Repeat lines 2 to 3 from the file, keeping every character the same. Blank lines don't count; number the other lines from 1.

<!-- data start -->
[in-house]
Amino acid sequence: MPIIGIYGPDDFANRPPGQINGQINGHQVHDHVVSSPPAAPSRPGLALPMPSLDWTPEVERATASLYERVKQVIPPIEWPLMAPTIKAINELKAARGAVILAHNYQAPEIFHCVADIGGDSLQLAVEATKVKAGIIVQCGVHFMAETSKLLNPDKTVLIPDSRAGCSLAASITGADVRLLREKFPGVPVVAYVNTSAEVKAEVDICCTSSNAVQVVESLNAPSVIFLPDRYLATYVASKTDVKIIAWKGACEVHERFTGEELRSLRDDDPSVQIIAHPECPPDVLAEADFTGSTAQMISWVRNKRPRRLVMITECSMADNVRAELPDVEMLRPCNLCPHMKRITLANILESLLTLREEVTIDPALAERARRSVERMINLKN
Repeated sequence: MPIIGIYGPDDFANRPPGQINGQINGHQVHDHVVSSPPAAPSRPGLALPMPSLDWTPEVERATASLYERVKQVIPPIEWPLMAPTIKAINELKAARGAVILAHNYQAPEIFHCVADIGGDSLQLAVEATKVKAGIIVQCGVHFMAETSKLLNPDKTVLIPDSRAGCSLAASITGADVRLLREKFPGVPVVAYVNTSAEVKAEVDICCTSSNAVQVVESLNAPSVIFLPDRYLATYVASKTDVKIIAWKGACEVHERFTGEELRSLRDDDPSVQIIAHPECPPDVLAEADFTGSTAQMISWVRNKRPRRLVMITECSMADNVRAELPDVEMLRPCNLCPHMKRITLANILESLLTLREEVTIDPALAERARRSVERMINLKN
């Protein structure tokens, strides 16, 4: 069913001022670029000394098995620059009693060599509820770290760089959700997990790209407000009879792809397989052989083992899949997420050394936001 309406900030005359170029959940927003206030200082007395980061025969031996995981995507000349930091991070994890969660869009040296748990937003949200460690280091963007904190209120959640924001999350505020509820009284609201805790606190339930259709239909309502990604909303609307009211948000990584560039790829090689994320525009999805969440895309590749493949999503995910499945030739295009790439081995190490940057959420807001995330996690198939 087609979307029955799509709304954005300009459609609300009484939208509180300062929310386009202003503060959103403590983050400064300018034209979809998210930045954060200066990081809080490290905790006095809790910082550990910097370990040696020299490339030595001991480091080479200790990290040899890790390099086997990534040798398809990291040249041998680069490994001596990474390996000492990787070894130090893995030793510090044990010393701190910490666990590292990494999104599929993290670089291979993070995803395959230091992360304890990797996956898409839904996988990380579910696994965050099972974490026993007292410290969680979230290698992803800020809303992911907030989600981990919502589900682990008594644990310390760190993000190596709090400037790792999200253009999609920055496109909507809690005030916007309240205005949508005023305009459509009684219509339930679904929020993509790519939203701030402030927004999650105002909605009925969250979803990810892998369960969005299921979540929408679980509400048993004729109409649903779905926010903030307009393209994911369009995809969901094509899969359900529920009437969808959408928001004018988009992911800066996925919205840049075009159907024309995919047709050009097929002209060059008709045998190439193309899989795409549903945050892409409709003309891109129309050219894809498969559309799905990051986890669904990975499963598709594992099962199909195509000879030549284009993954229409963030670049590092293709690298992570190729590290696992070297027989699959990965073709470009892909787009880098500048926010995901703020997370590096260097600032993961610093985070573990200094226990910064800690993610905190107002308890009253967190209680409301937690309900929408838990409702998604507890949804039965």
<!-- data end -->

Amino acid sequence: MPIIGIYGPDDFANRPPGQINGQINGHQVHDHVVSSPPAAPSRPGLALPMPSLDWTPEVERATASLYERVKQVIPPIEWPLMAPTIKAINELKAARGAVILAHNYQAPEIFHCVADIGGDSLQLAVEATKVKAGIIVQCGVHFMAETSKLLNPDKTVLIPDSRAGCSLAASITGADVRLLREKFPGVPVVAYVNTSAEVKAEVDICCTSSNAVQVVESLNAPSVIFLPDRYLATYVASKTDVKIIAWKGACEVHERFTGEELRSLRDDDPSVQIIAHPECPPDVLAEADFTGSTAQMISWVRNKRPRRLVMITECSMADNVRAELPDVEMLRPCNLCPHMKRITLANILESLLTLREEVTIDPALAERARRSVERMINLKN
Repeated sequence: MPIIGIYGPDDFANRPPGQINGQINGHQVHDHVVSSPPAAPSRPGLALPMPSLDWTPEVERATASLYERVKQVIPPIEWPLMAPTIKAINELKAARGAVILAHNYQAPEIFHCVADIGGDSLQLAVEATKVKAGIIVQCGVHFMAETSKLLNPDKTVLIPDSRAGCSLAASITGADVRLLREKFPGVPVVAYVNTSAEVKAEVDICCTSSNAVQVVESLNAPSVIFLPDRYLATYVASKTDVKIIAWKGACEVHERFTGEELRSLRDDDPSVQIIAHPECPPDVLAEADFTGSTAQMISWVRNKRPRRLVMITECSMADNVRAELPDVEMLRPCNLCPHMKRITLANILESLLTLREEVTIDPALAERARRSVERMINLKN